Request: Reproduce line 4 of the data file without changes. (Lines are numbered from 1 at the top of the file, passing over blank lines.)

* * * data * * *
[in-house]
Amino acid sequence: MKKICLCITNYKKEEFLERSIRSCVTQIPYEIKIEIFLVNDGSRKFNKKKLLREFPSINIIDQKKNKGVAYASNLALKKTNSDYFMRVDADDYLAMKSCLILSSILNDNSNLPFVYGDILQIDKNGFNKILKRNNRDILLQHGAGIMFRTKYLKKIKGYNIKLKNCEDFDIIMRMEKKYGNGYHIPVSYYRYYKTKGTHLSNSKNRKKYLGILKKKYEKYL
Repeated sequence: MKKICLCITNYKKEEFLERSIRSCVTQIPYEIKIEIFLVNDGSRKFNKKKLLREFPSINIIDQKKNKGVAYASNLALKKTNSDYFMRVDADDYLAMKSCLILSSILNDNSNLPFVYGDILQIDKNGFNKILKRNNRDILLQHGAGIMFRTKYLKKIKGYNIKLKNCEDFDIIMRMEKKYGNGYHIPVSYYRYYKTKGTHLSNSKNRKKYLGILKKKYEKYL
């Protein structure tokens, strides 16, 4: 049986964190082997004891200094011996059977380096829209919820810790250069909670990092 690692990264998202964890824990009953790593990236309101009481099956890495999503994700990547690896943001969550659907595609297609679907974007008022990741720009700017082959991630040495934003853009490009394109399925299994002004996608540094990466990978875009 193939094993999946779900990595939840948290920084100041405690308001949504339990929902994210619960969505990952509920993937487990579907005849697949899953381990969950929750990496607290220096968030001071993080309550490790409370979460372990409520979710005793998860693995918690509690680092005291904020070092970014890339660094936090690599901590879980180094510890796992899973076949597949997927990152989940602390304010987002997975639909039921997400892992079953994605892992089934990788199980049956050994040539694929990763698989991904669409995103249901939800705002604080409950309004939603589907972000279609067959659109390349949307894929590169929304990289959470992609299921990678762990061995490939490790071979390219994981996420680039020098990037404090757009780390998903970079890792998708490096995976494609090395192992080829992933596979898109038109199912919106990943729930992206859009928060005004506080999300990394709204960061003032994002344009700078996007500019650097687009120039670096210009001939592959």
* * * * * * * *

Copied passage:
């Protein structure tokens, strides 16, 4: 049986964190082997004891200094011996059977380096829209919820810790250069909670990092 690692990264998202964890824990009953790593990236309101009481099956890495999503994700990547690896943001969550659907595609297609679907974007008022990741720009700017082959991630040495934003853009490009394109399925299994002004996608540094990466990978875009 193939094993999946779900990595939840948290920084100041405690308001949504339990929902994210619960969505990952509920993937487990579907005849697949899953381990969950929750990496607290220096968030001071993080309550490790409370979460372990409520979710005793998860693995918690509690680092005291904020070092970014890339660094936090690599901590879980180094510890796992899973076949597949997927990152989940602390304010987002997975639909039921997400892992079953994605892992089934990788199980049956050994040539694929990763698989991904669409995103249901939800705002604080409950309004939603589907972000279609067959659109390349949307894929590169929304990289959470992609299921990678762990061995490939490790071979390219994981996420680039020098990037404090757009780390998903970079890792998708490096995976494609090395192992080829992933596979898109038109199912919106990943729930992206859009928060005004506080999300990394709204960061003032994002344009700078996007500019650097687009120039670096210009001939592959």